In spite of a considerable amount of ongoing research, however, current efforts are centered on rather static patterns. Due to the dynamic nature of the regeneration processes, static surfaces seem to be deficient in mimicking changing physiological conditions, such as would be expected during tissue repair processes such as healing. Therefore, the scientific community has recently shown increased interest in developing surfaces with tunable abilities.18 In this context, “smart” or “stimuli-responsive” materials have emerged as powerful tools for basic cell studies as well as promising biomedical applications. Recent examples of smart materials include temperature-responsive polymer-surfaces where the surface energy can be controlled with temperature. Okano et al have successfully developed dynamically switchable surfaces that exhibit temperature-responsive hydrophilic/hydrophobic alterations with external temperature changes, which, in turn, result in thermally modulated interactions with biomolecules and cells.19,20 Yousaf et al have demonstrated an electroactive monolayer that could be switched to turn on the immobilization of ligands and subsequently promote the migration and growth of cells.21,22 A photocleavable group has been also utilized to study collective cell migration which plays a major role in cancer metastasis and wound healing.23 Concerning dynamically switchable surfaces with mechanical properties, Lam et al have developed a reconfigurable microtopography system for cell alignment using reversible wavy microfeatures on polydimethylsiloxane (PDMS).24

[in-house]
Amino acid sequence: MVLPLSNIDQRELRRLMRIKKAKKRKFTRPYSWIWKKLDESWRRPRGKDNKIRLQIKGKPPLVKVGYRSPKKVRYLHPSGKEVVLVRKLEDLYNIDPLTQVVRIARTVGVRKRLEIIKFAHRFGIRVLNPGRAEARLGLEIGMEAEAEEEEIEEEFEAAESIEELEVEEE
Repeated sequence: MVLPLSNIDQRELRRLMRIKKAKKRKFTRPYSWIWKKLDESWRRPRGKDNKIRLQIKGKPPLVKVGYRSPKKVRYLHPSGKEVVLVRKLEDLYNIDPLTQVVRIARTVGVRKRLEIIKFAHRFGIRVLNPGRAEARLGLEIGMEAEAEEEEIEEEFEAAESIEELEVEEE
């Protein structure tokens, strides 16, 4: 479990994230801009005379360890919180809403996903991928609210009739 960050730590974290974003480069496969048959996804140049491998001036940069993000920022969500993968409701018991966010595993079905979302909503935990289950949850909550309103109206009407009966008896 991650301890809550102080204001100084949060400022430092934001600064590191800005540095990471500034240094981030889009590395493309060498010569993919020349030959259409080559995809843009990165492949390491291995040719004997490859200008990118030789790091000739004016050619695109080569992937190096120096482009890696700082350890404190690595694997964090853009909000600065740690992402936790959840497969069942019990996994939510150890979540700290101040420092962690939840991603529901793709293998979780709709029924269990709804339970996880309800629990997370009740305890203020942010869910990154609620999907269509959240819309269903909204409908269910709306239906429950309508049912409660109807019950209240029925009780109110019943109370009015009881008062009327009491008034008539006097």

As an alternative approach, we propose here a shape-memory cell culture platform to direct cell behavior. Although most previous work has centered on “bulk” shape memory behavior,25,26 “surface” shape memory has been also reported.27,28 We have recently reported shape-memory surfaces fabricated from temperature-responsive poly(ε-caprolactone) (PCL) films with on-demand, tunable grooves.29 One of the great advantages of PCL over other temperature-responsive polymers is that surface properties such as wettability and charge are independent of temperature. Therefore, the surface topography can transition without changing cell-surface interactions. First, permanent nanopatterns were generated by crosslinking the PCLs in a mold. Temporary nanopatterns were later embossed into the cross-linked PCLs. The effects of dynamic changes in the nanopatterns were investigated by the application of heat; specifically, we analyzed cell alignment on the PCL films before and after the shape-memory activation, the surface of which was programmed to transition from temporary grooved nanopatterns to permanent grooved nanopatterns which are perpendicular to the original shape (Figure 1).